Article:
2. Alkatan, M, et al. “Effects of Swimming and Cycling Exercise Intervention on Vascular Function in Patients With Osteoarthritis.” The American Journal of Cardiology., U.S. National Library of Medicine, 1 Jan. 2016, www.ncbi.nlm.nih.gov/pubmed/26541906?dopt=Abstract.
3. Tanaka, H, et al. “Swimming Training Lowers the Resting Blood Pressure in Individuals with Hypertension.” Journal of Hypertension., U.S. National Library of Medicine, 15 Jan. 2016, www.ncbi.nlm.nih.gov/pubmed/9218185.
4. Fernandes, G, et al. “Swimming Improves Pain and Functional Capacity of Patients With Fibromyalgia: A Randomized Controlled Trial.” Archives of Physical Medicine and Rehabilitation., U.S. National Library of Medicine, 20 Feb. 2016, www.ncbi.nlm.nih.gov/pubmed/26903145.
5. Chen, Y W, et al. “Exercise Training Attenuates Neuropathic Pain and Cytokine Expression after Chronic Constriction Injury of Rat Sciatic Nerve.” Anesthesia and Analgesia., U.S. National Library of Medicine, 13 Mar. 2012, www.ncbi.nlm.nih.gov/pubmed/22415536.
6. Alkatan, M, et al. “Improved Function and Reduced Pain after Swimming and Cycling Training in Patients with Osteoarthritis.” The Journal of Rheumatology., U.S. National Library of Medicine, 15 Jan. 2016, www.ncbi.nlm.nih.gov/pubmed/26773104.
7. Merom, D, et al. “Swimming and Other Sporting Activities and the Rate of Falls in Older Men: Longitudinal Findings from the Concord Health and Ageing in Men Project.”American Journal of Epidemiology., U.S. National Library of Medicine, 15 Oct. 2014, www.ncbi.nlm.nih.gov/pubmed/25193746.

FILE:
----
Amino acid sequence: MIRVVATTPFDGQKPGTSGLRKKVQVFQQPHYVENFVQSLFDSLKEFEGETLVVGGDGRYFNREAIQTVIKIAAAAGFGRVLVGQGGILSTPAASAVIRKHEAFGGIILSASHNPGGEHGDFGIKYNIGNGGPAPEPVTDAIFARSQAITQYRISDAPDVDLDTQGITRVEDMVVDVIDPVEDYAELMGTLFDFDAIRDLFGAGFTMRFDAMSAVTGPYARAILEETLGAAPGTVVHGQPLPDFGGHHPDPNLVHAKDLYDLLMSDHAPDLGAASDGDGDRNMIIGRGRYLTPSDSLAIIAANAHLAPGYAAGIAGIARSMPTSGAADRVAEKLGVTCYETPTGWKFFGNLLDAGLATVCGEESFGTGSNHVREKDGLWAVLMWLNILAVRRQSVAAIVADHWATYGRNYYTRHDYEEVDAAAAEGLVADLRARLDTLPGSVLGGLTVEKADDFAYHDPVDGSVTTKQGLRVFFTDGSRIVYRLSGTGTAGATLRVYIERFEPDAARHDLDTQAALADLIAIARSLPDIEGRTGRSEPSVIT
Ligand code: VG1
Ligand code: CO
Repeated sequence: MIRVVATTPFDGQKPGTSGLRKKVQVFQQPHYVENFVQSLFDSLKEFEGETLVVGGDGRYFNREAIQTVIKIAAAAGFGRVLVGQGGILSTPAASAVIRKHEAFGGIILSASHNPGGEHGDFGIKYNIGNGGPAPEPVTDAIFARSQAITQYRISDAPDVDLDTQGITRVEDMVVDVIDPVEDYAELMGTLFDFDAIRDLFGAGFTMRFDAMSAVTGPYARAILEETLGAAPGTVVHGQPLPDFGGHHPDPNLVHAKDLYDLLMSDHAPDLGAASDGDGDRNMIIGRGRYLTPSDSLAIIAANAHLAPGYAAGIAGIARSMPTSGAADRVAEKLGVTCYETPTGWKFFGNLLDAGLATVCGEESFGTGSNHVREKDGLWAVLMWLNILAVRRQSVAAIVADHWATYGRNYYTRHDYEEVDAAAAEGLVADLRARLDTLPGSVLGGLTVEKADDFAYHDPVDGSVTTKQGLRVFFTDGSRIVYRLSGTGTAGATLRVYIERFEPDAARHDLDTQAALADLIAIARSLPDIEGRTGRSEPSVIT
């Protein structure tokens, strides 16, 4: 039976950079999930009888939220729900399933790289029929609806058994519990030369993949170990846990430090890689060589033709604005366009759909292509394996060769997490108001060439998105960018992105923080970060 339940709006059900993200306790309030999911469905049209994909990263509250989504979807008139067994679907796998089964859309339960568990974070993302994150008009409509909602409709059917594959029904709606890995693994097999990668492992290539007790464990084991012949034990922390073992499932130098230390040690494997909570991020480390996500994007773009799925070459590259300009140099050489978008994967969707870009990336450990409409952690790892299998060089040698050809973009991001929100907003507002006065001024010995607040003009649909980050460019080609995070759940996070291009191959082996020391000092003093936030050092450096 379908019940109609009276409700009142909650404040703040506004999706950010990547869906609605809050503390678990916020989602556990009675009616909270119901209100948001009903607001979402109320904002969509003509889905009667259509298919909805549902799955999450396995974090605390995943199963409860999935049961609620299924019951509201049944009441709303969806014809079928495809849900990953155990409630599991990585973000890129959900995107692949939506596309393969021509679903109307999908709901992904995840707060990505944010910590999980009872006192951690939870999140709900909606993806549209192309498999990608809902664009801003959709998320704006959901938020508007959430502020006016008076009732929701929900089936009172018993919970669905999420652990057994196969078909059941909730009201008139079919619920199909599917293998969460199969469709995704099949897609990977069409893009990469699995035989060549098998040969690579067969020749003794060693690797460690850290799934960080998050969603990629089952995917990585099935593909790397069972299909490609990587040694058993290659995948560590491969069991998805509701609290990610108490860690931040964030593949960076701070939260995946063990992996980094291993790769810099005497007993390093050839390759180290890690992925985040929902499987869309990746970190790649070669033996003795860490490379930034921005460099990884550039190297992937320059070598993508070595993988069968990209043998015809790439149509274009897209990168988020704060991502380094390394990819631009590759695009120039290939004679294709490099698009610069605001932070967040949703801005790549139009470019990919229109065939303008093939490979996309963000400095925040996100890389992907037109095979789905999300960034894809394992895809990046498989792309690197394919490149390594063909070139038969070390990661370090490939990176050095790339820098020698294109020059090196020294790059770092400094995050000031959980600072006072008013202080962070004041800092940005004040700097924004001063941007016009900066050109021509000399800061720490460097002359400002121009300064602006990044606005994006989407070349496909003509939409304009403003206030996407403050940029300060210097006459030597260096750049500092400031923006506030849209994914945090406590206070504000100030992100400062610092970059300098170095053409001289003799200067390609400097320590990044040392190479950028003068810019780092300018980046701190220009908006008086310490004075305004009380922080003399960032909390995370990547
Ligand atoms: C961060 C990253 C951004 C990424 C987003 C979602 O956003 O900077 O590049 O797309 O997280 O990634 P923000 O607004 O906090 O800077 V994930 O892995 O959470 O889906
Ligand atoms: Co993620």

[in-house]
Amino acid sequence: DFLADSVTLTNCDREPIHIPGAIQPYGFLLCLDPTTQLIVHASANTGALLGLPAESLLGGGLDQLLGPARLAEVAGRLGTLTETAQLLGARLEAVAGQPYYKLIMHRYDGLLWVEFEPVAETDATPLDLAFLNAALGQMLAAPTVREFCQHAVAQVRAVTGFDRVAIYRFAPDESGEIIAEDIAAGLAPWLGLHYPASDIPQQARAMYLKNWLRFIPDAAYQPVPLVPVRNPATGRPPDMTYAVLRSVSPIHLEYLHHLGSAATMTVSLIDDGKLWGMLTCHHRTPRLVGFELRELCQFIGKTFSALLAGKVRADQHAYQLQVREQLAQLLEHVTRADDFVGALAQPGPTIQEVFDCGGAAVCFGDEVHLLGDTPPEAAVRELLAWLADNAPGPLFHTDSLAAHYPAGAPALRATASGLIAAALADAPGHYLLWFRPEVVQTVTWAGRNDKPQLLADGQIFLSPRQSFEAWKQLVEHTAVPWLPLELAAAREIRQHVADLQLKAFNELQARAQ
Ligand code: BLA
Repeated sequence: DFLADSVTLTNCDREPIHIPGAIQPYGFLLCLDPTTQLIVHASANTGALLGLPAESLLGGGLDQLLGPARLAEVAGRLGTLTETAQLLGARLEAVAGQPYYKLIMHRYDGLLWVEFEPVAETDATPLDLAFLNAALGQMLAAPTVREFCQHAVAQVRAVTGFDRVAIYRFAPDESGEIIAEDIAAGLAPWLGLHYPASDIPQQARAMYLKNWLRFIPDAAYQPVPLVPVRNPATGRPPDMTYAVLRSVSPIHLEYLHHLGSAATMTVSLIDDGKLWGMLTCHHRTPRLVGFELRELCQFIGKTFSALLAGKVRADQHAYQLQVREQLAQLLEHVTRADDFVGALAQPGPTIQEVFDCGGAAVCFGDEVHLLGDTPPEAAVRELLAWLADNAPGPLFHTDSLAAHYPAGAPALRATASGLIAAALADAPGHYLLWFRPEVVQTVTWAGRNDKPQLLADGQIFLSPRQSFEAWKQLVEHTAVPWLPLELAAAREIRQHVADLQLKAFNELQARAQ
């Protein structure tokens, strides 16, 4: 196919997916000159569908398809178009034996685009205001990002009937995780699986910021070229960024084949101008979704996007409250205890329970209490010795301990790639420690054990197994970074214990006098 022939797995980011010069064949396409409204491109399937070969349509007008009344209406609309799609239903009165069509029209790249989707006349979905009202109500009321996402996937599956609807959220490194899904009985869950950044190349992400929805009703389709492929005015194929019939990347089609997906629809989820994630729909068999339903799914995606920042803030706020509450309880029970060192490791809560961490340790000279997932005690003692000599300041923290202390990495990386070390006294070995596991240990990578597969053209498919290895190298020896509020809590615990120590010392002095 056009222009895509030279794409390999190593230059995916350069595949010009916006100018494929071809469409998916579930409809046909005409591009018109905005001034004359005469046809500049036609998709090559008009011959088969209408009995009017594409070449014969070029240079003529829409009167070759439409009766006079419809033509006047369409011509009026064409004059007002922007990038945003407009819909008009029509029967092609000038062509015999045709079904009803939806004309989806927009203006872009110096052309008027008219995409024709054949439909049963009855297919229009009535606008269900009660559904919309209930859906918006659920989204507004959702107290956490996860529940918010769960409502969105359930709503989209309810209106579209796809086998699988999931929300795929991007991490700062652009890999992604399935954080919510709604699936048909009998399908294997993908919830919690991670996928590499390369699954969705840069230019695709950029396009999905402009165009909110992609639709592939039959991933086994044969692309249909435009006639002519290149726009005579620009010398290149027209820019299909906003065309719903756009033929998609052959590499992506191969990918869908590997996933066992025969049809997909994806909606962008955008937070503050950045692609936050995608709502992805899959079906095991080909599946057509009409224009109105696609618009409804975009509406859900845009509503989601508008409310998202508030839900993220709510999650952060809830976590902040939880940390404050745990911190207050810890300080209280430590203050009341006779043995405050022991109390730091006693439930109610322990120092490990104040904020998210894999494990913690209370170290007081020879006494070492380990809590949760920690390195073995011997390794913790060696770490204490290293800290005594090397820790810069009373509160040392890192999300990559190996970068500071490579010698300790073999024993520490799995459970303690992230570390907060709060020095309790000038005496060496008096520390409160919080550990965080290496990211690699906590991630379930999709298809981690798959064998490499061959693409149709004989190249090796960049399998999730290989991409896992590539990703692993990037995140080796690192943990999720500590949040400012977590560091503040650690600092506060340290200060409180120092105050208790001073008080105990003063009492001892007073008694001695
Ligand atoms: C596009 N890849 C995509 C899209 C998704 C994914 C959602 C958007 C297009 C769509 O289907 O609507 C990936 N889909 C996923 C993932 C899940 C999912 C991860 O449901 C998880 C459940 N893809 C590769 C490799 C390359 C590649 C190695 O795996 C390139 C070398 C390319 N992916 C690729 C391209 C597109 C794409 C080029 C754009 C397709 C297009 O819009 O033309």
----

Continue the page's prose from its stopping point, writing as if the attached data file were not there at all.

8. Abou-Dest, Amira, et al. “Swimming as a Positive Moderator of Cognitive Aging: A Cross-Sectional Study with a Multitask Approach.” Journal of Aging Research, Hindawi, 26 Dec. 2012, www.hindawi.com/journals/jar/2012/273185/.
9. Huttunen, P, et al. “Winter Swimming Improves General Well-Being.” International Journal of Circumpolar Health., U.S. National Library of Medicine, 1 June 2004, www.ncbi.nlm.nih.gov/pubmed/15253480.
10. Zwingenberger, S, et al. “An Epidemiological Investigation of Training and Injury Patterns in Triathletes.” Journal of Sports Sciences., U.S. National Library of Medicine, 9 Oct. 2013, www.ncbi.nlm.nih.gov/pubmed/24102132.
11. Balsamo, S, et al. “Resistance Training versus Weight-Bearing Aquatic Exercise: a Cross-Sectional Analysis of Bone Mineral Density in Postmenopausal Women.”Revista Brasileira De Reumatologia., U.S. National Library of Medicine, Apr. 2013, www.ncbi.nlm.nih.gov/pubmed/23856796.